ERISA Breach of Fiduciary Duty Claims in Washington DC

Employee benefits offered by employers in Washington DC are protected by a federal law referred to as ERISA, which stands for the Employee Retirement Income Security Act of 1974.

While this law does not require employers to provide benefits such as pension plans and healthcare packages, when they do provide these benefits, ERISA imposes certain standards, including a fiduciary duty to manage plan resources responsibly.

When plan administrators fail to fulfill their duties and beneficiaries suffer a loss, they often file ERISA breach of fiduciary duty claims in Washington DC to obtain compensation for those losses.

Who Owes a Fiduciary Duty Under ERISA

In simple terms, a fiduciary duty legally obligates one person (known as the fiduciary) to act in the best interests of another person, often referred to as the beneficiary.  ERISA imposes a fiduciary duty in several parties connected with the assets of benefit plans. These include:

  • People or entities who hold authority or exercise control over management or assets of the plan
  • People or entities with authority or responsibility for administering the plan
  • People or entities that are paid to provide advice on investing plan assets
  • People or entities with the authority or responsibility to provide investment advice

Examples include plan administrators, trustees, and investment committee members.

Specific Fiduciary Duties Imposed by ERISA

As fiduciaries, the plan administrators and advisers have a duty to run the benefit plans with the sole purpose of benefitting participants in the plans. They are supposed to focus on managing the plan so that it is able to provide benefits and pay plan expenses.

To do so, they are expected to make prudent decisions, including diversifying plan investments so as to reduce the risk of suffering unnecessarily large losses.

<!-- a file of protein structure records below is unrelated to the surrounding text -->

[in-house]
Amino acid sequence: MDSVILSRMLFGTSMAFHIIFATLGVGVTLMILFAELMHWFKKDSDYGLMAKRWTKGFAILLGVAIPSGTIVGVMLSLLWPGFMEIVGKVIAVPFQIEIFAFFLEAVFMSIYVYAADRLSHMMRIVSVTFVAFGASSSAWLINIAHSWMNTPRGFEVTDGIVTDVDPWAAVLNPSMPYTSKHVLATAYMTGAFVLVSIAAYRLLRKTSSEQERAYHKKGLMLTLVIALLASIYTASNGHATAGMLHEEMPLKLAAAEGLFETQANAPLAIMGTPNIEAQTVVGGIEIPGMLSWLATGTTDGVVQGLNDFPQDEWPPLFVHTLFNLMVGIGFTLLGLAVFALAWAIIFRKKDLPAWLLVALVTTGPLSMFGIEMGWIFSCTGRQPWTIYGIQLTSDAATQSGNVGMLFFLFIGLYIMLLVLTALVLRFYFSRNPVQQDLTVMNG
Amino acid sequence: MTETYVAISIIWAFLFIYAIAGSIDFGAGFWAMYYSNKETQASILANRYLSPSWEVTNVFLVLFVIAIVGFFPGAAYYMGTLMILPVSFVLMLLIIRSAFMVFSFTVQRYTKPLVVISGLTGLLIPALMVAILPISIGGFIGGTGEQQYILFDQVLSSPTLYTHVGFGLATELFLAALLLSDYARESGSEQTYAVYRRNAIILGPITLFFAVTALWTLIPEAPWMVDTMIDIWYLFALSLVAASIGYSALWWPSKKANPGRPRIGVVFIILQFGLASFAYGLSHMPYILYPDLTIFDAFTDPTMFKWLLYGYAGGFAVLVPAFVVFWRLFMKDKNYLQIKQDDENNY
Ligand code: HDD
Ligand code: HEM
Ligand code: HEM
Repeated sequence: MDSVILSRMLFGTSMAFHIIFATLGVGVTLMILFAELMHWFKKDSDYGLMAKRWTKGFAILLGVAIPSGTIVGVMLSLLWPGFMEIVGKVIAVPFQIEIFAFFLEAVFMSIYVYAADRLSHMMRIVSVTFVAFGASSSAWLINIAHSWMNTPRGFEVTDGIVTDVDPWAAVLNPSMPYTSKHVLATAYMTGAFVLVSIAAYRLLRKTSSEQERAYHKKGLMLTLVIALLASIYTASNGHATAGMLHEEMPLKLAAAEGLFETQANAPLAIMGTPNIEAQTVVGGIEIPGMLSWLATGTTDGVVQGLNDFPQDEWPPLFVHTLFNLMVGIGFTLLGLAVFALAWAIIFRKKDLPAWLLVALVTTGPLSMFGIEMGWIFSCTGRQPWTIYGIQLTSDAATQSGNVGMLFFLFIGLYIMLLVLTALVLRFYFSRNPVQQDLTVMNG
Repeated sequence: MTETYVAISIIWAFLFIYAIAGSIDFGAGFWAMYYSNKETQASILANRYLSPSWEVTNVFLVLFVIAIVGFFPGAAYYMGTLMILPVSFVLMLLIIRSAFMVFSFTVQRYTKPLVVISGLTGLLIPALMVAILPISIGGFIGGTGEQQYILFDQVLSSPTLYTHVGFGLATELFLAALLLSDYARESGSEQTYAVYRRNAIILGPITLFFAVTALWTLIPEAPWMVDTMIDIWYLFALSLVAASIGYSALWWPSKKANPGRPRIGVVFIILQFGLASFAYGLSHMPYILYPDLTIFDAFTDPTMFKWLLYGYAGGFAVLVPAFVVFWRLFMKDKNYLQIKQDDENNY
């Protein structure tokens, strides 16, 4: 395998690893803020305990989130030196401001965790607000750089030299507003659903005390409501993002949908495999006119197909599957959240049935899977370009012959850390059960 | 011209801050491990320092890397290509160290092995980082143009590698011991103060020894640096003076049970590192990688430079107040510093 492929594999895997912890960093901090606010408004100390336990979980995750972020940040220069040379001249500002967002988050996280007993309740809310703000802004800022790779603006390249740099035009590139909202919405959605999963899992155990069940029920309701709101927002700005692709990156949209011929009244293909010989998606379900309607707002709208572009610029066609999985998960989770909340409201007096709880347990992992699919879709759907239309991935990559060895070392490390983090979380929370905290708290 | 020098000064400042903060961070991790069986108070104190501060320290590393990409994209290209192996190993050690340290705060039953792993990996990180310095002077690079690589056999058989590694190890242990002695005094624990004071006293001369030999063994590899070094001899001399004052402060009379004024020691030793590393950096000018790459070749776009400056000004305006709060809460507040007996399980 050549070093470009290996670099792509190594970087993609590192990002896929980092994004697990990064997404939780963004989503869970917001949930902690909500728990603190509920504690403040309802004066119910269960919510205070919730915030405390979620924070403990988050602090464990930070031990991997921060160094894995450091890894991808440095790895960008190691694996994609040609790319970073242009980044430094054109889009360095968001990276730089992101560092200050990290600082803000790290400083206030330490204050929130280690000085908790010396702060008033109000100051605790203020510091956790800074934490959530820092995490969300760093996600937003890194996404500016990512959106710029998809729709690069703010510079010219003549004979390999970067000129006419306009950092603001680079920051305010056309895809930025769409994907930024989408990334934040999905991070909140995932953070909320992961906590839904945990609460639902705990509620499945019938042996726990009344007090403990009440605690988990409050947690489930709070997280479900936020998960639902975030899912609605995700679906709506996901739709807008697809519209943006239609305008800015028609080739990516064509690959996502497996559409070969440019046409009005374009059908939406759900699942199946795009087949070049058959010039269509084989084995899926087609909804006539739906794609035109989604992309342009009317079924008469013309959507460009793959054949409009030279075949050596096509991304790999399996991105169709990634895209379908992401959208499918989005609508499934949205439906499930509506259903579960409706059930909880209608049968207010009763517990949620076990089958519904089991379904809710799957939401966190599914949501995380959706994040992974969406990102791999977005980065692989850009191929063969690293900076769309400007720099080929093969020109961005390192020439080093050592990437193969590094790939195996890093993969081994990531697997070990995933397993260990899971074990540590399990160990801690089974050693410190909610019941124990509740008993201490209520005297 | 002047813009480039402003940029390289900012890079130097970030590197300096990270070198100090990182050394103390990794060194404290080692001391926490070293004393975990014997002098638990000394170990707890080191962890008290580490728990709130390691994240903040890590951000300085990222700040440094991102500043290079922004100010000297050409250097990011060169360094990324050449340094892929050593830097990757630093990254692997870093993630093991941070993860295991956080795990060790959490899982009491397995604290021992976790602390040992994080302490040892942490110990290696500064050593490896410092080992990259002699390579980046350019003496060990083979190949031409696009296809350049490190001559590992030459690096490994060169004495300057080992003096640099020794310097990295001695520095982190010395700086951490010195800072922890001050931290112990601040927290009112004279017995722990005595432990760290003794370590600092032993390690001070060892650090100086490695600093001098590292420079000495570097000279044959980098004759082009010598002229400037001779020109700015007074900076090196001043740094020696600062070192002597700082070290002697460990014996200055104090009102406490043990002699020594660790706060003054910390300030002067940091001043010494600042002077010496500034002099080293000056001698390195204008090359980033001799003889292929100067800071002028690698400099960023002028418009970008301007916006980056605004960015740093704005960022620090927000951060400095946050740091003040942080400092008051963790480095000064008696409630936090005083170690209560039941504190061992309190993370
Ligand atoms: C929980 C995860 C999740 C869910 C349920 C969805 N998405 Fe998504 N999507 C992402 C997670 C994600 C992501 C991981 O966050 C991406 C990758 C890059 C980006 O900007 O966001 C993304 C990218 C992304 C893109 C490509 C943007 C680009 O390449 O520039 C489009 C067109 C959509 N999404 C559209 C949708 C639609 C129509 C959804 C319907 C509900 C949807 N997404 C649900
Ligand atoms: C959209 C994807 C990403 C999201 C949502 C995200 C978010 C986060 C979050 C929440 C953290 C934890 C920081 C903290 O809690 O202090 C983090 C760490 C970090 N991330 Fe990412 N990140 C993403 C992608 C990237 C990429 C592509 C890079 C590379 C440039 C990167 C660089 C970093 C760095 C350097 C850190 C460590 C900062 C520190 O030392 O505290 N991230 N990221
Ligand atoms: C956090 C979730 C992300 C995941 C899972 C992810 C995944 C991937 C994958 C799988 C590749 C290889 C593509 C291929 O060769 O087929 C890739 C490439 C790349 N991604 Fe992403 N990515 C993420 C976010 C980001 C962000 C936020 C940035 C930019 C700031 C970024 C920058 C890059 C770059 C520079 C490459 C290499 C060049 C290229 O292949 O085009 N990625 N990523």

Another responsibility of the fiduciaries is to follow procedures and terms set forth in the plan documents, so long as these terms comply with the requirements of ERISA.

One of the most important fiduciary duties of administrators, and one that often leads to a claims for breach of duty, is the obligation to avoid conflict of interest.  Fiduciaries must refrain from taking actions that benefit certain other parties such as the plan sponsor, service providers, or other fiduciaries.

When Fiduciary Duties Are Breached

If fiduciaries fail to follow the principles of conduct required by ERISA, they may be held personally liable for losses suffered by the plan, and by extension, the beneficiaries. They may also be required to return profits they made by using plan assets improperly.

Beneficiaries usually file a class action lawsuit for breach of fiduciary duty, and courts may take whatever action they deem appropriate against administrators and others who are found to have breached their fiduciary duties under ERISA, including removing administrators from positions of authority.

Because losses are suffered by all beneficiaries of a plan, it is often necessary to certify the beneficiaries as a class before proceeding with a lawsuit for breach of fiduciary duty in federal court in Washington.

Help with Filing ERISA Breach of Fiduciary Duty Claims in Washington

ERISA lawsuits are generally handled by attorneys with experience litigating in the federal courts, particularly when it comes to filing class action claims.

When beneficiaries of an employee benefit plan believe assets may have been mismanaged and they have suffered loss as a result, it may be advisable to consult knowledgeable ERISA lawyers who can evaluate the situation and file ERISA breach of fiduciary duty claims in Washington DC on their behalf as necessary to protect plan assets.